- Push processing
Push processing involves developing the film for longer, and/or at a higher temperature. This allows larger grains of silver to form in the emulsion, forming a darker negative. This results in a lighter print and hence an increase in the apparent film speed. The opposite of push processing is called "pull processing", which decreases the speed of the processed film. It is achieved by developing the film for a shorter time, and/or at a lower temperature.
Push processing is more popular than pull processing as photographers usually want to make a film faster, not slower. As such, the term "push processing" is sometimes used as a generic term for both push processing and pull processing.
By push processing film, the film can be exposed at a higher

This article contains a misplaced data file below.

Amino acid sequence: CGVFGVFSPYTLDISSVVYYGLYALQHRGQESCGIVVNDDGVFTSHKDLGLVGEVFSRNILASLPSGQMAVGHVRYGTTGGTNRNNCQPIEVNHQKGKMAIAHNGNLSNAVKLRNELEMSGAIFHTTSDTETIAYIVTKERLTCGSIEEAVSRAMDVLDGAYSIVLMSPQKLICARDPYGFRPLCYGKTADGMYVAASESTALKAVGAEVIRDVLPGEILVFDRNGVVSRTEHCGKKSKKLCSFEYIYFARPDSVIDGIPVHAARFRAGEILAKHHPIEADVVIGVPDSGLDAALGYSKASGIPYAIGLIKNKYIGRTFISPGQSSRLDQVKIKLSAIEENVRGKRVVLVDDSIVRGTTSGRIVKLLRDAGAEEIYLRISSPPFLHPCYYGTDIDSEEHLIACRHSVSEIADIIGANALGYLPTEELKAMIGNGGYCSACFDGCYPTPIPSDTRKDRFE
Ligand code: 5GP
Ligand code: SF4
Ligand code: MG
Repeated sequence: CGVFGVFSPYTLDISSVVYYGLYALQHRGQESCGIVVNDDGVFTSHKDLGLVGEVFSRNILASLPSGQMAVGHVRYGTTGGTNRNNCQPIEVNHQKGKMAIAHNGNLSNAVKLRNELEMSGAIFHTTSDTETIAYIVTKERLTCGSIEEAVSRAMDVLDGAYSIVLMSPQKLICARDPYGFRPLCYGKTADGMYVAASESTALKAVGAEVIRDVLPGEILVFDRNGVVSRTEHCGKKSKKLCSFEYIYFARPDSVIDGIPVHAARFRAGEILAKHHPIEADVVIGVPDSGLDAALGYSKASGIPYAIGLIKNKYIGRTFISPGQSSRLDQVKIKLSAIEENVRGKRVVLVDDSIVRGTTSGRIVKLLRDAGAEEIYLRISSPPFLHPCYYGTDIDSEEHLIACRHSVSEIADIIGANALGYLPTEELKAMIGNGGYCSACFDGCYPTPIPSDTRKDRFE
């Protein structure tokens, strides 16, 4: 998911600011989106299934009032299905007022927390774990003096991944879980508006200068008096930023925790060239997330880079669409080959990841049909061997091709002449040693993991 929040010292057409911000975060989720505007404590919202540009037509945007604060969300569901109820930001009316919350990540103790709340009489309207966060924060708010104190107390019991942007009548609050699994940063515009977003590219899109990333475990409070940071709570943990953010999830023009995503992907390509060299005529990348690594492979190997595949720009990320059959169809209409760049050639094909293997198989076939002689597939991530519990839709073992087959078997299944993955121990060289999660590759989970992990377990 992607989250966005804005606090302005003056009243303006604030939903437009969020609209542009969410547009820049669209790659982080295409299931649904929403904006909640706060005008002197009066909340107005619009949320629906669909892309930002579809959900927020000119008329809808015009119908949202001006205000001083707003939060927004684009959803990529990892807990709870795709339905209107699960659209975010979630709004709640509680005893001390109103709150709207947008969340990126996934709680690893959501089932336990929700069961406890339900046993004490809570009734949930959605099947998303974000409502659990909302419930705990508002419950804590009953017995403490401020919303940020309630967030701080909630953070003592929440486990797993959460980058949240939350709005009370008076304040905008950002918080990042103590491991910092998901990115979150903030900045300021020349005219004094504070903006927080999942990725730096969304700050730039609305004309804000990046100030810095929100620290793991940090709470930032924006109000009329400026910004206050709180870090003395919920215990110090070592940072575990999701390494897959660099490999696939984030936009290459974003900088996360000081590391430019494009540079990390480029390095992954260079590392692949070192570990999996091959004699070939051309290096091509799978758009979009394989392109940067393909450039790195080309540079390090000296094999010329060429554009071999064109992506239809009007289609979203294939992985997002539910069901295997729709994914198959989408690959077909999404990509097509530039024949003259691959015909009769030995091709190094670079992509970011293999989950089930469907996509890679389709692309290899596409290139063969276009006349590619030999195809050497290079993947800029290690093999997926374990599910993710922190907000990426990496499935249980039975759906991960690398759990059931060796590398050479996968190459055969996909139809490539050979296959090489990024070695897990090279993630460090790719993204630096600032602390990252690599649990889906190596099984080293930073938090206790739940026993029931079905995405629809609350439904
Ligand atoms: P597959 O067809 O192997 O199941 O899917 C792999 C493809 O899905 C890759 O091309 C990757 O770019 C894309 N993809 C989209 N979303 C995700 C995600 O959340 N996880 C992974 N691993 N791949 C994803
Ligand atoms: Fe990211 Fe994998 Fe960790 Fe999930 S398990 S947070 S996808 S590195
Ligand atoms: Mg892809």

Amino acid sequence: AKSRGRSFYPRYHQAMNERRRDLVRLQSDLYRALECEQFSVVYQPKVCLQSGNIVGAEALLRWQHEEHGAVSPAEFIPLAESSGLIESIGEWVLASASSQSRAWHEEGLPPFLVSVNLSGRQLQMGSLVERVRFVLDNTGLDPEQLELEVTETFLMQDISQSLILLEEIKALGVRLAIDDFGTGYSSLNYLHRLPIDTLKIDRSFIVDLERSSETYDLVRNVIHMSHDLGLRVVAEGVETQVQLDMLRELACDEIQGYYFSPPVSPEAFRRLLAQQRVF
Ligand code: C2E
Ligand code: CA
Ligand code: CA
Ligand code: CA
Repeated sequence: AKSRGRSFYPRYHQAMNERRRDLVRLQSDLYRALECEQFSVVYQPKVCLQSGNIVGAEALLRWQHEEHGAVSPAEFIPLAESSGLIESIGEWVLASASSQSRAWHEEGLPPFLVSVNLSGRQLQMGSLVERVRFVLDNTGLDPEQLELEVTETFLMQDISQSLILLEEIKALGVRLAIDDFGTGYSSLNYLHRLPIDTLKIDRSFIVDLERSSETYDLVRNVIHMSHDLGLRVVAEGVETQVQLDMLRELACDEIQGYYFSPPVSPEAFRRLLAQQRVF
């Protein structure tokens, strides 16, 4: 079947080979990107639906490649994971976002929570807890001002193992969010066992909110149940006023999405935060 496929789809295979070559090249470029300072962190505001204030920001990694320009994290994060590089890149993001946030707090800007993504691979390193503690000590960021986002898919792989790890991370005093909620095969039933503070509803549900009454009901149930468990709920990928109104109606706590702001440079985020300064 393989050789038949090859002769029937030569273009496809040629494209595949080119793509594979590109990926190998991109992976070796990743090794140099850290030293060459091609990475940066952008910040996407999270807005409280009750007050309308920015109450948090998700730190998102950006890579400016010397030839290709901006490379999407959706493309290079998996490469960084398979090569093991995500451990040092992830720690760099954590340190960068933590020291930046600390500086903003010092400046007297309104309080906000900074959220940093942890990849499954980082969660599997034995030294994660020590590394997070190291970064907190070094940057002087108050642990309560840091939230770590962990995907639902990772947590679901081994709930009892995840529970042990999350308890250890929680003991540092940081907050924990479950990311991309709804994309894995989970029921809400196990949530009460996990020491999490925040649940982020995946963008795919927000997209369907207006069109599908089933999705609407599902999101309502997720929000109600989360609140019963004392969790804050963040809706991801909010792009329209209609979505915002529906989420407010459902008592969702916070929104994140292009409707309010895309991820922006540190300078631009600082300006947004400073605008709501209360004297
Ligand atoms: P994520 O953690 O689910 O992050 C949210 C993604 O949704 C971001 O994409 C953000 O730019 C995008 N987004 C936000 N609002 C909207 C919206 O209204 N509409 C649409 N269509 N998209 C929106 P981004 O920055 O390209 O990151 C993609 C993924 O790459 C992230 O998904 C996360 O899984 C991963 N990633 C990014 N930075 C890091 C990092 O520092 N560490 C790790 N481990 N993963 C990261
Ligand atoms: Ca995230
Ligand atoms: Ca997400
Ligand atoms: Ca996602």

exposure index(EI) than the manufacturer's indicated film speed, allowing the film to be used under lighting conditions that would ordinarily be too low for good exposures. However, this comes at the cost of decreased quality: artifacts such as higher contrast, lower resolution, distorted colours, increased grain, etc. are often visible on film that has been push processed. Often, film is push processed to create these artefacts as part of an artistic effect. When a film has been push or pull processed, the resulting speed is called the EI, or exposure index; the film's speed is always the manufacturer's indication. For example, an ISO 200 film could be push processed to EI 400 or pull processed to EI 100.
* [http://www.ilfordphoto.com/applications/page.asp?n=88 Push processing] and [http://www.ilfordphoto.com/applications/page.asp?n=89 pull processing] at
Wikimedia Foundation. 2010.
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